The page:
Res Vestib Sci.  2017 Dec;16(4):129-134. 10.21790/rvs.2017.16.4.129.

Pseudo-Spontaneous Nystagmus and Head-Shaking Nystagmus in Horizontal Canal Benign Paroxysmal Positional Vertigo

  • 1Department of Otorhinolaryngology, Myongji Hospital, Seonam University College of Medicine, Goyang, Korea.


The purpose of this study was to examine the clinical manifestations and significance of pseudo-spontaneous nystagmus (PSN) and head-shaking nystagmus (HSN) in horizontal canal benign paroxysmal positional vertigo (HC-BPPV).
Two hundred fifty-two patients diagnosed as HC-BPPV were reviewed retrospectively. After excluding 55 patients with ipsilateral vestibular diseases, multiple canal BPPV, or those who were lost to follow-up, we analyzed the direction of PSN and HSN in patients with HC-BPPV. We also compared the clinical characteristics and treatment outcome between PSN-positive and PSN-negative groups.
Our study included 197 patients composed of 80 patients with geotropic HC-BPPV and 117 patients with apogeotropic HC-BPPV. PSN was observed in 13.7% patients and HSN was observed in 45.2%. The incidence of HSN was higher in apogeotropic HC-BPPV, while the proportion of PSN was not statistically significant between the two subtypes. There was no directional preponderance in geotropic HC-BPPV, while ipsilesional PSN and contralesional HSN showed higher incidence in apogeotropic HC-BPPV. The dizziness handicap inventory score in the PSN-positive group was higher than that in the PSN-negative group (p<0.001), and the duration of symptom onset in the PSN-positive group was shorter than that in the PSN-negative group (p=0.047). However, there was no significant difference in the treatment outcome between the two groups.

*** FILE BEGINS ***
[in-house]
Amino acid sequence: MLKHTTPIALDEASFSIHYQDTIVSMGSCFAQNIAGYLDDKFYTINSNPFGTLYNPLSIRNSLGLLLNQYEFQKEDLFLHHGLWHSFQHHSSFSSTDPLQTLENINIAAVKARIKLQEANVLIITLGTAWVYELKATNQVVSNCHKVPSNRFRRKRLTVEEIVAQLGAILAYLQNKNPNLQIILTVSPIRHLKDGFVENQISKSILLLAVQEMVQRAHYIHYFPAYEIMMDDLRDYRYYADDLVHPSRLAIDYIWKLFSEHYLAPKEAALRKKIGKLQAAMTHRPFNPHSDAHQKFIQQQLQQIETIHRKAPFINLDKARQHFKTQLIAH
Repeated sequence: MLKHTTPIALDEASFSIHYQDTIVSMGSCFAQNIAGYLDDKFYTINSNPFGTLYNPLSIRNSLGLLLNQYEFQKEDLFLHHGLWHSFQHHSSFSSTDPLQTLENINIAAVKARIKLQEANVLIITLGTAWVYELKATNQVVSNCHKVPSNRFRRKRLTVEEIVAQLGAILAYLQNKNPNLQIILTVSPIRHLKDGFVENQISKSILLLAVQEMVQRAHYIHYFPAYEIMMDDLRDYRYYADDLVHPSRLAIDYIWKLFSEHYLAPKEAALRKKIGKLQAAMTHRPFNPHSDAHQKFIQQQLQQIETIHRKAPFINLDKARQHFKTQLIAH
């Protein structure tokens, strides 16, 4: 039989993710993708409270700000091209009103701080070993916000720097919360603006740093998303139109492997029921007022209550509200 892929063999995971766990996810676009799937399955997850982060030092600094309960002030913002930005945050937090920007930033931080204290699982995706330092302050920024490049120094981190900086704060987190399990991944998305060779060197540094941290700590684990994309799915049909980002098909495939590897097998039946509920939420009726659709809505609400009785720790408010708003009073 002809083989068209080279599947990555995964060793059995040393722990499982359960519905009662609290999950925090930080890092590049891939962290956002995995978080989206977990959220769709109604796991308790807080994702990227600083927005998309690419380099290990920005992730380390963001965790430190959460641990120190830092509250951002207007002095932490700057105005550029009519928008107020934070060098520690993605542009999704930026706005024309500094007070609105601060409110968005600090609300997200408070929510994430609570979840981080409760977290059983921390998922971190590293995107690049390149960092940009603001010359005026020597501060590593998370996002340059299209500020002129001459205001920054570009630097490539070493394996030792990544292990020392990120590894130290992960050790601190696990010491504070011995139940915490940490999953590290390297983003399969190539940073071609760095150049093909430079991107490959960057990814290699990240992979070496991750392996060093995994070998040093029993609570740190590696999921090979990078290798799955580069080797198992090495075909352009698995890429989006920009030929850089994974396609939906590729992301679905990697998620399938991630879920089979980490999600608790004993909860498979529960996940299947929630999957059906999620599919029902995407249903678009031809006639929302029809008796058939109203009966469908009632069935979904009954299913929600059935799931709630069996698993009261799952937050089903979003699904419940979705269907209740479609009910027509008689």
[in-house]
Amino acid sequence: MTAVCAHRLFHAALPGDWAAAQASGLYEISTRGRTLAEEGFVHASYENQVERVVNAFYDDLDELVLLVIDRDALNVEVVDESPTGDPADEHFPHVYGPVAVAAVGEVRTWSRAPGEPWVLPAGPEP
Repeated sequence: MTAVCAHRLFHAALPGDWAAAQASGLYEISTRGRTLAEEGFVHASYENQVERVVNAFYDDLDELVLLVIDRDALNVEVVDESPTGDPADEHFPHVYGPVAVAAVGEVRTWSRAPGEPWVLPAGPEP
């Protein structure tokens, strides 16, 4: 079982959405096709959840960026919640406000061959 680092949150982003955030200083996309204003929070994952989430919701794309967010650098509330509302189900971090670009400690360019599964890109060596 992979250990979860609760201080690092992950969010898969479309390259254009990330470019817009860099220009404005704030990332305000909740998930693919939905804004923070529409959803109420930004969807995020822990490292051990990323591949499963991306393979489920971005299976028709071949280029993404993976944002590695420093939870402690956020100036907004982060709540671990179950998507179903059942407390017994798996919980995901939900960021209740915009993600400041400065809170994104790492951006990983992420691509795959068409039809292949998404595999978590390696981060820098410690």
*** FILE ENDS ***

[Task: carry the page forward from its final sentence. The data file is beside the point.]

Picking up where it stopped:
The incidence of HSN was higher than that of PSN in patients with apogeotropic HC-BPPV. Patients with HC-BPPV showing PSN demonstrated more severe initial symptoms and visited the hospital in a shorter period of time after the onset of symptoms.


Benign paroxysmal positional vertigo; Horizontal canal; Spontaneous nystagmus; Head-shaking nystagmus
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